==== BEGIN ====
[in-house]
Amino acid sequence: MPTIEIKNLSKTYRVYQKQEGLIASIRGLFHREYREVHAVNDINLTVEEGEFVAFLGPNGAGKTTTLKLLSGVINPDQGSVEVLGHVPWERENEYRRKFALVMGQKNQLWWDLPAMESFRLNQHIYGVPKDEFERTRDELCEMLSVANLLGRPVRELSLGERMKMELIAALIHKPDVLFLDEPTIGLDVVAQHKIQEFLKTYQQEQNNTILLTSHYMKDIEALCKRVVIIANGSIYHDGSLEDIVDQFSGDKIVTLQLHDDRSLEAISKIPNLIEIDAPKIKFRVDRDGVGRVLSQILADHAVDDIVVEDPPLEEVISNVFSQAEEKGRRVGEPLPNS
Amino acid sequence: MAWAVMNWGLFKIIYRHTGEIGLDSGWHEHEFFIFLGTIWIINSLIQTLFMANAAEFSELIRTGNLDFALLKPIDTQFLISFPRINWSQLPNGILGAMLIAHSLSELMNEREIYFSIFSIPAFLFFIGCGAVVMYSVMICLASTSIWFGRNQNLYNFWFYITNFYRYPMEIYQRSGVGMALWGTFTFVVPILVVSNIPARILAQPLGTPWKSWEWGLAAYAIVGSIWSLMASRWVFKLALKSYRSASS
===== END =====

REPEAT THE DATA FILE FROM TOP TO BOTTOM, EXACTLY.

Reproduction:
[in-house]
Amino acid sequence: MPTIEIKNLSKTYRVYQKQEGLIASIRGLFHREYREVHAVNDINLTVEEGEFVAFLGPNGAGKTTTLKLLSGVINPDQGSVEVLGHVPWERENEYRRKFALVMGQKNQLWWDLPAMESFRLNQHIYGVPKDEFERTRDELCEMLSVANLLGRPVRELSLGERMKMELIAALIHKPDVLFLDEPTIGLDVVAQHKIQEFLKTYQQEQNNTILLTSHYMKDIEALCKRVVIIANGSIYHDGSLEDIVDQFSGDKIVTLQLHDDRSLEAISKIPNLIEIDAPKIKFRVDRDGVGRVLSQILADHAVDDIVVEDPPLEEVISNVFSQAEEKGRRVGEPLPNS
Amino acid sequence: MAWAVMNWGLFKIIYRHTGEIGLDSGWHEHEFFIFLGTIWIINSLIQTLFMANAAEFSELIRTGNLDFALLKPIDTQFLISFPRINWSQLPNGILGAMLIAHSLSELMNEREIYFSIFSIPAFLFFIGCGAVVMYSVMICLASTSIWFGRNQNLYNFWFYITNFYRYPMEIYQRSGVGMALWGTFTFVVPILVVSNIPARILAQPLGTPWKSWEWGLAAYAIVGSIWSLMASRWVFKLALKSYRSASS